A group of people find themselves stuck in remote train station in German-occupied Poland. A drunk station guard gets paranoid, sees partisans everywhere, and phones headquarters. When the Nazis arrive they find a gun, then threaten to execute every fifth person unless someone claims it.
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Since its setting alone (isolated Polish train station, 1943) loads tension enough into it, Kutz decides to play most of the first 3/4 of the film as light comedy. Until the Nazis show up. And the humor doesn't really dilute the tension at all, it only adds to the air of menace. Because the Nazis are gonna show up. Kutz keeps it all visually striking. One can only await the bloody end. But...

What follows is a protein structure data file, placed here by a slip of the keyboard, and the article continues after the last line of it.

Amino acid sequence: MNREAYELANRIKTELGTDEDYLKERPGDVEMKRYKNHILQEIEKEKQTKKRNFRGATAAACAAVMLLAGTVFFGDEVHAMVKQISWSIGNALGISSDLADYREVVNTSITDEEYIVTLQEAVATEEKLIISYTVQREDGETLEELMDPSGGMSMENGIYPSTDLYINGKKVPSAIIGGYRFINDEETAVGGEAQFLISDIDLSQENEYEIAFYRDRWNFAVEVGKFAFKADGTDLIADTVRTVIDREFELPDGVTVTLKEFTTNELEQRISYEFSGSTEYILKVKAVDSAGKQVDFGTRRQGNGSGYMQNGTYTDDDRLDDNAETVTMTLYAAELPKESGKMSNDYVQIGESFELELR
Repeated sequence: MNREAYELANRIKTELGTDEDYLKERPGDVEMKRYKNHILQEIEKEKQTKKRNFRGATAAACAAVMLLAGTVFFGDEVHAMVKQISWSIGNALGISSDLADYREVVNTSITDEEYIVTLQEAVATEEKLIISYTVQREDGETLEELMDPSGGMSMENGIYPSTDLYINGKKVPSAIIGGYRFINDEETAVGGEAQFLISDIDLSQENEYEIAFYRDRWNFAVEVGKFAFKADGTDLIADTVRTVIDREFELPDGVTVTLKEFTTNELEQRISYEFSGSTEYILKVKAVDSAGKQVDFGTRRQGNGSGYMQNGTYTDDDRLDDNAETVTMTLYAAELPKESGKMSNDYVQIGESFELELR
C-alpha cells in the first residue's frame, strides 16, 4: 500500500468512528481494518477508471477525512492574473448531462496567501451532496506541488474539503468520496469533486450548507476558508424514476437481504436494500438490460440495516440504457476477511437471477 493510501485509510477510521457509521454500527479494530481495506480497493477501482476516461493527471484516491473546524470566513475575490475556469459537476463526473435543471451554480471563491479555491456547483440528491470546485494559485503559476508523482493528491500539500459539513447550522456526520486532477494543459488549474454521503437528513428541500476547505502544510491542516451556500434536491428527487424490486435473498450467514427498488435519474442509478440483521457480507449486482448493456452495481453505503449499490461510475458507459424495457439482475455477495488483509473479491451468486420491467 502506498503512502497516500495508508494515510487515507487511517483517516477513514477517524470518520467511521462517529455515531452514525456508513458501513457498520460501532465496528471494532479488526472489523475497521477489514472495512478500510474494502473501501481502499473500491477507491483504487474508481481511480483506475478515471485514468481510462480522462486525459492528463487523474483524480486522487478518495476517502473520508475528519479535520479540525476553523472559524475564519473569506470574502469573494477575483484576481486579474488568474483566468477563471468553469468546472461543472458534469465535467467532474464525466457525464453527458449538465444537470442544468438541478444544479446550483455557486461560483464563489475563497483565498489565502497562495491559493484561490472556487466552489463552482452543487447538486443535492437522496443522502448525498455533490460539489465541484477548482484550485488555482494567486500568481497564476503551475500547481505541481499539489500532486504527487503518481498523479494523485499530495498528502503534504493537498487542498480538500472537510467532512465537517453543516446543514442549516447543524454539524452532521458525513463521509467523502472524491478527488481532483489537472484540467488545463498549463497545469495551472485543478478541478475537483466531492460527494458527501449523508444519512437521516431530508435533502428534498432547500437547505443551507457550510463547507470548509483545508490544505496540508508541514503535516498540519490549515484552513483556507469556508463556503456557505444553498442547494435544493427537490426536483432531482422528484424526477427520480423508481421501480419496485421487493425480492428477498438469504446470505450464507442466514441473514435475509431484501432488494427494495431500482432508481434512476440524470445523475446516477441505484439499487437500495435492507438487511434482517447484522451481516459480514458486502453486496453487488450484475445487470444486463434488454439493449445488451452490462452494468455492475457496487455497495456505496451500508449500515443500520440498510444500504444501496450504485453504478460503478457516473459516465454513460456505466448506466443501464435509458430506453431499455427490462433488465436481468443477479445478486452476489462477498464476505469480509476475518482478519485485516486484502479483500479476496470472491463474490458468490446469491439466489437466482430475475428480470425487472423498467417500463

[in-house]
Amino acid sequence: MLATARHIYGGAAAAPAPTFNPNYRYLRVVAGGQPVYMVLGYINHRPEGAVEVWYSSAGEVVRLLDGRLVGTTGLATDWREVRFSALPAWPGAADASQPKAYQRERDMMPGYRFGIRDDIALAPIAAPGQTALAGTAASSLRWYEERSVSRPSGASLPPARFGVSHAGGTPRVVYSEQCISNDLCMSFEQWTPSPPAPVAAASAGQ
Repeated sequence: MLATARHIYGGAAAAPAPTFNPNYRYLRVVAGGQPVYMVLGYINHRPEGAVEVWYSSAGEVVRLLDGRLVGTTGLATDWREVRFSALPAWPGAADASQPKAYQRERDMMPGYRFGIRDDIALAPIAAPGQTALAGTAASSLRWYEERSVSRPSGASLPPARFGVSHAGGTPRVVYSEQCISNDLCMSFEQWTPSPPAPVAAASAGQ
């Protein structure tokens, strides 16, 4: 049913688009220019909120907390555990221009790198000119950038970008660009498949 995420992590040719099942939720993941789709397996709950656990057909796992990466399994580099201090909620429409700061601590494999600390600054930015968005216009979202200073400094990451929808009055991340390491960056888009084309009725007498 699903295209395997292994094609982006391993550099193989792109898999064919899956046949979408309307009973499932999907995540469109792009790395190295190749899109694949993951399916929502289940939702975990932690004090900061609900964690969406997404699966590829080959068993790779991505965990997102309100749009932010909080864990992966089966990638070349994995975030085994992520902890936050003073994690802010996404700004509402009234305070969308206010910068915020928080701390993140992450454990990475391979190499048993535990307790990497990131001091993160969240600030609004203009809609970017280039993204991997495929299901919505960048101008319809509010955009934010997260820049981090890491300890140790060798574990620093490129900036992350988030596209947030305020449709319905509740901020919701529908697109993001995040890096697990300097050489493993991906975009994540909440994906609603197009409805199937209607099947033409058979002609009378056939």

A revelation from Kutz, this is first and foremost a 'masterclass' on how drama can be balanced with comedy, action with stasis; and how the few square meters of a railway station can be rendered a microcosm for an entire society under occupation. Beautifully photographed and acted with sensitivity and conviction this is a first-class filmic lesson in human solidarity and in the value of historical memory. Excellent!
My personal favourite from the Polish Film School: beautifully shot and scripted, the film tells a story of a group of people forced to wait for a train. They strike poses, they try to survive or at least remain decent. And then the moment comes when you have to ask yourself - what does it take to become a hero? And what does it mean to remain human?